Those ideas include creating a legacy business program to financially support businesses that have been in Panther Island and surrounding neighborhoods for 30 years; establishing preferential housing policies in surrounding neighborhoods; and creating a construction interruption fund to reduce any negative impacts of construction on businesses. 

If these anti-displacement strategies were implemented, it would be a first for Fort Worth, Burghdoff said. 

“The question will be what will be the most impactful thing to bring to bear here among those that were offered as ideas,” Abelson said. 

Creating a transit hub in Panther Island would also address some of the equity issues raised by community members, according to the report. Many streets near Panther Island lack sidewalks altogether, and the limited bike lanes that do exist are narrow and unsafe, according to the report. 

The plan recommends establishing a transit hub to connect downtown, Panther Island and the Stockyards. Doing so would reduce traffic congestion, increase access to the area and improve air quality by reducing greenhouse gas emissions, according to the report. Trinity Metro will be involved in developing ideas for multiple transit options such as high-capacity trains, bus routes connecting parts of the island and a circulator bus to take people around the district. 

HR&A Advisors envisions a road connecting the eastern and western sides of Panther Boulevard (more widely known as White Settlement Road) along with a wider street on Main Street that could accommodate high-capacity trains and other transit. (Courtesy image | HR&A Advisors)

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Since both islands will have limited road access with White Settlement Road and Main Street as the primary feeder streets, Andy Taft, president of Downtown Fort Worth Inc., welcomed the recommendations to connect the eastern and western parts of the island. 

“The improved road network that facilitates north, south, east and west access through and within the islands are important and new contributions to the vision,” Taft said.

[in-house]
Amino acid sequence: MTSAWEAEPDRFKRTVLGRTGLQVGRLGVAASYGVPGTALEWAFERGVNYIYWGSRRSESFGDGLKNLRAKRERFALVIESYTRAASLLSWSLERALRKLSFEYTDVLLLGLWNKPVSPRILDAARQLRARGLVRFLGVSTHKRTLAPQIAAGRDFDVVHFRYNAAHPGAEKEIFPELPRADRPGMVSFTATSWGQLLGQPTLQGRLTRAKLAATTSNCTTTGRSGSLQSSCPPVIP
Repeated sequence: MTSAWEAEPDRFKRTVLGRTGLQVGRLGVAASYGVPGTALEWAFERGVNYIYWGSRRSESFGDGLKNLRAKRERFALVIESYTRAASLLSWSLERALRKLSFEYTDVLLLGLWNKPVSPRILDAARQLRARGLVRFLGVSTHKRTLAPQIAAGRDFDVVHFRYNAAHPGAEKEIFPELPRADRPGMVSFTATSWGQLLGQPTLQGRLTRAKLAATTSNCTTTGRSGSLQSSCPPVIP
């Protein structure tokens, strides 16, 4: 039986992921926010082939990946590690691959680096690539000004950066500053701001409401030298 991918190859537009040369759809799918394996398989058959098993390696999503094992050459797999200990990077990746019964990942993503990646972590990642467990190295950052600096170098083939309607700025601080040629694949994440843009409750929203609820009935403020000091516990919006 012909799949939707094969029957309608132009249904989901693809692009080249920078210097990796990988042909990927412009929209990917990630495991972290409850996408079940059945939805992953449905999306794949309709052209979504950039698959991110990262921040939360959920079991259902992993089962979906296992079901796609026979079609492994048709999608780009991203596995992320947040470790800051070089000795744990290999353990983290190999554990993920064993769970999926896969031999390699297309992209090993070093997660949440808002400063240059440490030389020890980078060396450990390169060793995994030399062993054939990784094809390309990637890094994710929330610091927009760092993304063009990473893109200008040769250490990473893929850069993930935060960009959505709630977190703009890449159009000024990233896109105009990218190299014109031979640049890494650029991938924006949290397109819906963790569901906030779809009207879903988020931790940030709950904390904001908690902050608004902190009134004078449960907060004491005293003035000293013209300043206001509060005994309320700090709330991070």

Plan suggests finding new funding sources, establishing new governance

Many of the questions yet to be answered by the HR&A report are related to the funding and oversight of the development. 

So far, much of the money spent on and around Panther Island has been related to the Central City flood control project. Bonds, loans and a tax increment financing (TIF) district have all been used to cover construction costs that local agencies, including the city of Fort Worth and the water district, must pay to meet federal requirements. 

The amount invested in preparing the land around Panther Island is increasing, causing potential delays to construction and increasing the overall cost of the project. While developers will pay impact fees to fund certain infrastructure improvements, the city of Fort Worth and other agencies will have to find upfront money to cover those bills. 

Aaron Abelson, a managing principal at HR&A Advisors, presents at the first of several public meetings on Panther Island development on Sept. 7, 2023. (Cristian ArguetaSoto | Fort Worth Report)

The plan recommends finding new funding structures to support public and private development of infrastructure, parks and betterments that will give the island a unique sense of place. Ideas include partnerships with private developers, the creation of a public improvement district and philanthropic donations. 

“It’s going to take many sources of funding, a lot of partnership between the public and private sector, to bring all of the layers of funding for infrastructure development, for the operation and management of a new district,” Abelson said.

According to the report, a new governing body should take responsibility for planning, infrastructure management, selling land and soliciting economic development on the island. The new board could also be responsible for promoting and branding the project to the public. 

The new governing body would operate in addition to the Trinity River Vision Authority, which is housed under the water district and is focused on implementing the Central City flood control project. 

Dan Buhman, Tarrant Regional Water District general manager, speaks to the board of directors in 2021. (Cristian ArguetaSoto | Fort Worth Report)

Amid the report’s hundreds of pages, there are still several recommendations to finalize and implement, from establishing a governing body to selling the land owned by the water district, Buhman said. 

“At least we’re on the right path and we have a framework for people to start from. Even if people were to disagree with the framework, at least it’s something to begin from,” Buhman said. “There’s a lot of details to work out, but I will tell you we’re very motivated to work those out quickly.”

Haley Samsel is the environmental reporter for the Fort Worth Report. You can reach them at haley.samsel@fortworthreport.org.

Rachel Behrndt is a government accountability reporter for the Fort Worth Report. Contact her at rachel.behrndt@fortworthreport.org or via X.

At the Fort Worth Report, news decisions are made independently of our board members and financial supporters. Read more about our editorial independence policy here.